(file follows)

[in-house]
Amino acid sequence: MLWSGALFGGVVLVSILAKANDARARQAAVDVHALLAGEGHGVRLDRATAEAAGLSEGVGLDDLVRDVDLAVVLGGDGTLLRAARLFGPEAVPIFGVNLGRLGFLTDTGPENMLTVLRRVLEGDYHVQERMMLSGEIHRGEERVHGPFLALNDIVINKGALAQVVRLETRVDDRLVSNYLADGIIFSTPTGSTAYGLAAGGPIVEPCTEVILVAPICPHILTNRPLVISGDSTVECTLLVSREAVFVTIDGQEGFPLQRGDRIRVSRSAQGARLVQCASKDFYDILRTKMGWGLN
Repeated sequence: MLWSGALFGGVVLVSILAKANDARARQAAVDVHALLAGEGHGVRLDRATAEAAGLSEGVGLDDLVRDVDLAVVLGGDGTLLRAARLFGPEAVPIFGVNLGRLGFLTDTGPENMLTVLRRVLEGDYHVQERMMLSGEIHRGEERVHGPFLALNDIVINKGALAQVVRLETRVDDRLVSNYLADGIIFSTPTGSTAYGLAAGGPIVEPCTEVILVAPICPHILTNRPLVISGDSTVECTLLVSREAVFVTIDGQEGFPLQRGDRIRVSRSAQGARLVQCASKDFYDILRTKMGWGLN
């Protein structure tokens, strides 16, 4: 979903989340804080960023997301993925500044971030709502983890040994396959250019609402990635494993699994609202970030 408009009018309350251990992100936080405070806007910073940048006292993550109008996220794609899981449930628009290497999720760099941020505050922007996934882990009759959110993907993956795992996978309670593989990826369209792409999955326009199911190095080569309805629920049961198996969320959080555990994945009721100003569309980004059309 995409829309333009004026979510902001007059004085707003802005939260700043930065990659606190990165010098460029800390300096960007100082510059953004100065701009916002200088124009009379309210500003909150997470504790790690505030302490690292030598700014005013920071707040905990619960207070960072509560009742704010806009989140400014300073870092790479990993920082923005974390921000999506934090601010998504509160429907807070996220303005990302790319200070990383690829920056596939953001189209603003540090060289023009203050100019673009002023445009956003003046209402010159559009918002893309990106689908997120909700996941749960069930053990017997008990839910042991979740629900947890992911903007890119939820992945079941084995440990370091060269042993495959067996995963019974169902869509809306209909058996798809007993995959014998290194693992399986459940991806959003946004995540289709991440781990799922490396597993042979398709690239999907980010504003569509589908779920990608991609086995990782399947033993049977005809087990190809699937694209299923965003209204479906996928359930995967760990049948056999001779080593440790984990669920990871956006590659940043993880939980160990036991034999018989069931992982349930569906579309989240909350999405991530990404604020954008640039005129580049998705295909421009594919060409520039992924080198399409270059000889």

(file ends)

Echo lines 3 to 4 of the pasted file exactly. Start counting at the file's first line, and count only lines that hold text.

Repeated sequence: MLWSGALFGGVVLVSILAKANDARARQAAVDVHALLAGEGHGVRLDRATAEAAGLSEGVGLDDLVRDVDLAVVLGGDGTLLRAARLFGPEAVPIFGVNLGRLGFLTDTGPENMLTVLRRVLEGDYHVQERMMLSGEIHRGEERVHGPFLALNDIVINKGALAQVVRLETRVDDRLVSNYLADGIIFSTPTGSTAYGLAAGGPIVEPCTEVILVAPICPHILTNRPLVISGDSTVECTLLVSREAVFVTIDGQEGFPLQRGDRIRVSRSAQGARLVQCASKDFYDILRTKMGWGLN
């Protein structure tokens, strides 16, 4: 979903989340804080960023997301993925500044971030709502983890040994396959250019609402990635494993699994609202970030 408009009018309350251990992100936080405070806007910073940048006292993550109008996220794609899981449930628009290497999720760099941020505050922007996934882990009759959110993907993956795992996978309670593989990826369209792409999955326009199911190095080569309805629920049961198996969320959080555990994945009721100003569309980004059309 995409829309333009004026979510902001007059004085707003802005939260700043930065990659606190990165010098460029800390300096960007100082510059953004100065701009916002200088124009009379309210500003909150997470504790790690505030302490690292030598700014005013920071707040905990619960207070960072509560009742704010806009989140400014300073870092790479990993920082923005974390921000999506934090601010998504509160429907807070996220303005990302790319200070990383690829920056596939953001189209603003540090060289023009203050100019673009002023445009956003003046209402010159559009918002893309990106689908997120909700996941749960069930053990017997008990839910042991979740629900947890992911903007890119939820992945079941084995440990370091060269042993495959067996995963019974169902869509809306209909058996798809007993995959014998290194693992399986459940991806959003946004995540289709991440781990799922490396597993042979398709690239999907980010504003569509589908779920990608991609086995990782399947033993049977005809087990190809699937694209299923965003209204479906996928359930995967760990049948056999001779080593440790984990669920990871956006590659940043993880939980160990036991034999018989069931992982349930569906579309989240909350999405991530990404604020954008640039005129580049998705295909421009594919060409520039992924080198399409270059000889």